Whether you're writing something technical or scientific, or you're writing for the general public, Google's Matt Cutts suggests the key to success is a focus on clarity above all else – making sure both experts and regular folks can understand.
As webmasters, it’s constantly drilled into us that quality content is key as part of an SEO strategy. But when it comes to more technical content, how should you handle it?
Should your content be geared toward a higher, more specialized reading level, or should it be written in such a way that novices on the topic can understand? This is the topic of the latest webmaster help video featuring Google’s Matt Cutts.
Many webmasters are hyper analyzing their content lately to ensure that however they present the content and readiness is going to rank the best in Google. But how can you find this balance between super technical writing and writing aimed at the general public who might be interested in the topic but don’t have knowledge behind it to understand the more complex discussion or vocabulary?
Cutts began by sharing what is likely a familiar scenario for many. You end up at Wikipedia trying to find background information on a topic, but it’s either way too technical or simply not understandable.
“So you see this sort of revival of people who are interested in things like ‘explain it to me like I’m a 5-year-old’,” Cutts said. “You don’t have to dumb it down that much. but if you’re erring on the side of clarity, and on the side of something that’s going to be understandable, you’ll be in much better shape because regular people can get it, and then … feel free to include the scientific terms or the industry jargon, the lingo, or whatever it is.”
It seems Cutts believes you should strive to strike the right balance between technical writing while still ensuring that the average person can understand it.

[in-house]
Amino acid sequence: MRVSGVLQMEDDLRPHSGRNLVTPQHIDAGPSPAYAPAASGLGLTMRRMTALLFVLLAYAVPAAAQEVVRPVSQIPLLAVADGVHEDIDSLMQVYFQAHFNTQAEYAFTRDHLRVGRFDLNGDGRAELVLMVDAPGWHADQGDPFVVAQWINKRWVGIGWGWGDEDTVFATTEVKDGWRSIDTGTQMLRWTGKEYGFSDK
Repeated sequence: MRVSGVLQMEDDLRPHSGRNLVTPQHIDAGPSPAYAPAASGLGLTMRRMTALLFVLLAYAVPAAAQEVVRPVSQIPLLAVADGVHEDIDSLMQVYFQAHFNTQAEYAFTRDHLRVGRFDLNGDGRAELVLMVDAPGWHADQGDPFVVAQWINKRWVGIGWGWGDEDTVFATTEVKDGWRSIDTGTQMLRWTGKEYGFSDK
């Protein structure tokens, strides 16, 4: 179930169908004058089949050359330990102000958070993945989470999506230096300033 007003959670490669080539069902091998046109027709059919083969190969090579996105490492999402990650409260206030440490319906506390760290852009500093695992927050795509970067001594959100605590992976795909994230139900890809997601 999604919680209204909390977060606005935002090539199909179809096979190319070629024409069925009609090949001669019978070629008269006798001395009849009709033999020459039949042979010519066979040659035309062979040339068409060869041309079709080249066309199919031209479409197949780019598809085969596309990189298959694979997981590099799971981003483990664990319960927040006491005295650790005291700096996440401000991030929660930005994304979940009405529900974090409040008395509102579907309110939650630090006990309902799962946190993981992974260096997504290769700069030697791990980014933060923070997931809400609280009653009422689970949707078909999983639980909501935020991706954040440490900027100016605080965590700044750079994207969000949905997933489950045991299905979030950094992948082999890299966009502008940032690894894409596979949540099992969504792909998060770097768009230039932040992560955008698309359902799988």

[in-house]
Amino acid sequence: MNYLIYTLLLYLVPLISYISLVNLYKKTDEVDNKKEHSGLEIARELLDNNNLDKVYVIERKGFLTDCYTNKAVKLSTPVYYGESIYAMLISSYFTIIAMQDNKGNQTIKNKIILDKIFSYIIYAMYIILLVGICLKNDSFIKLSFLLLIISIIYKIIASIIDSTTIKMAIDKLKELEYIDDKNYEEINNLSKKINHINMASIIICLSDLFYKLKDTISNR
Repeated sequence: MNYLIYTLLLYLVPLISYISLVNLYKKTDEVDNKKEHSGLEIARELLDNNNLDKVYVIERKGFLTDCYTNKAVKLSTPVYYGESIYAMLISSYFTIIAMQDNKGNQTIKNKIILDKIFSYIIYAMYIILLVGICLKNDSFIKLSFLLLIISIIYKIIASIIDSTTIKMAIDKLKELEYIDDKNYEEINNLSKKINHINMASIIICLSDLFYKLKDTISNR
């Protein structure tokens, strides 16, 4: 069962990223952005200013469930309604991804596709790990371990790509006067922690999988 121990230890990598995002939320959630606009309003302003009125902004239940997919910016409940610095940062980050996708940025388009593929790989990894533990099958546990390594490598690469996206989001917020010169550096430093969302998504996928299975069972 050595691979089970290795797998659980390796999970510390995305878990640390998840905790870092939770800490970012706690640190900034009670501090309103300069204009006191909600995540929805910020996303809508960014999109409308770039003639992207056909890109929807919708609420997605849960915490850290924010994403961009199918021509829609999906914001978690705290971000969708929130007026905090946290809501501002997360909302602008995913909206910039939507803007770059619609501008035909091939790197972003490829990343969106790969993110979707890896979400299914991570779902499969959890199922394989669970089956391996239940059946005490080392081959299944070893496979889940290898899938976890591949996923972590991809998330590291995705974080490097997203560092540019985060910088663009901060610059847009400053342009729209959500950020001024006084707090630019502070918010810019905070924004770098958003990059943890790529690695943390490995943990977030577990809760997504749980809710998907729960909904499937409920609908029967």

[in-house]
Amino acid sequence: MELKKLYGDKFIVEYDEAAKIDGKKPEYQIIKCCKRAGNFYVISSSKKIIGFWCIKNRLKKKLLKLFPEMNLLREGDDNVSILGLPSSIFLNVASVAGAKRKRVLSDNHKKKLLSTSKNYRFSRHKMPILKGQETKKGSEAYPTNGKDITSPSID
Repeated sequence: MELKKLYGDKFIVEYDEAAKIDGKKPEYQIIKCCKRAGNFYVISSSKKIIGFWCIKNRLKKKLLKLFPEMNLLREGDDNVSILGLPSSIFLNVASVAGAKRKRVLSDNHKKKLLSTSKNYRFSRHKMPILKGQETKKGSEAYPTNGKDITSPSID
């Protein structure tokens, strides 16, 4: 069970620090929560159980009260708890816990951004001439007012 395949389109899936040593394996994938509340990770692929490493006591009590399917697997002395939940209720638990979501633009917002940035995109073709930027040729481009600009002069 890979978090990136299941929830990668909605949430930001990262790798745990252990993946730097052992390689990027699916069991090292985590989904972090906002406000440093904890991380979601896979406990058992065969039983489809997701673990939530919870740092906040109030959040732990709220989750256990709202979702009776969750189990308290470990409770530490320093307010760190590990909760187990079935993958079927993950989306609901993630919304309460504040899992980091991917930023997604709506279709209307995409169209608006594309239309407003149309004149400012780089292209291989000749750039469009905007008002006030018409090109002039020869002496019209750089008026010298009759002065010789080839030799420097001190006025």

“You need to find some way to pull people in, to get them interested, to get them enticed to try to pick up whatever concept it is you want to explain,” Cutts said. “So I would argue, first and foremost, you need to explain it well, and then if you can manage to do that while talking about the science or being scientific, that’s great.”
Cutts said that how you explain a topic often matters almost as much as what you’re actually saying.
“If you’re saying something important but you can’t get it across, then sometimes you never get across in the first place, and it ends up falling on deaf ears,” he said.
What about if your target audience is a group of people that are industry professionals or have the same sites reference you? You don’t necessarily want to alienate that audience because you dumb it down too much for the general public.
But on the other hand, you want your content to be approachable by the masses, because that opens you to a much wider audience than the smaller group of technical people you might currently target.
Sometimes it’s about finding a balance or writing for two different audiences with different content for each.
“If you’re only talking to industry professionals, exterminators were talking about the scientific names of bugs, and your audience is only exterminator experts, then that would make sense” Cutts said. “But in general I will try to make something is natural sounding as possible.”
He also suggested a tried-and-true techniques that many people have used for years: reading your content aloud. Often you can pick up the little mistakes or the awkward sounding parts, such as excessive use of keywords, when you read it out loud.
“When I’m writing a blog post, I’ll sometimes read it out loud to try to catch what the snags are, and where things are going to be unclear,” Cutts said. “Anything you do like that you’ll end up with more polished writing, and that’s more likely to stand the test of time.”
Bottom line, don’t focus on being so technical that you’re excluding a lot of the audience that might want to learn more about your topic, but just can’t understand it because you’re not explaining it well.
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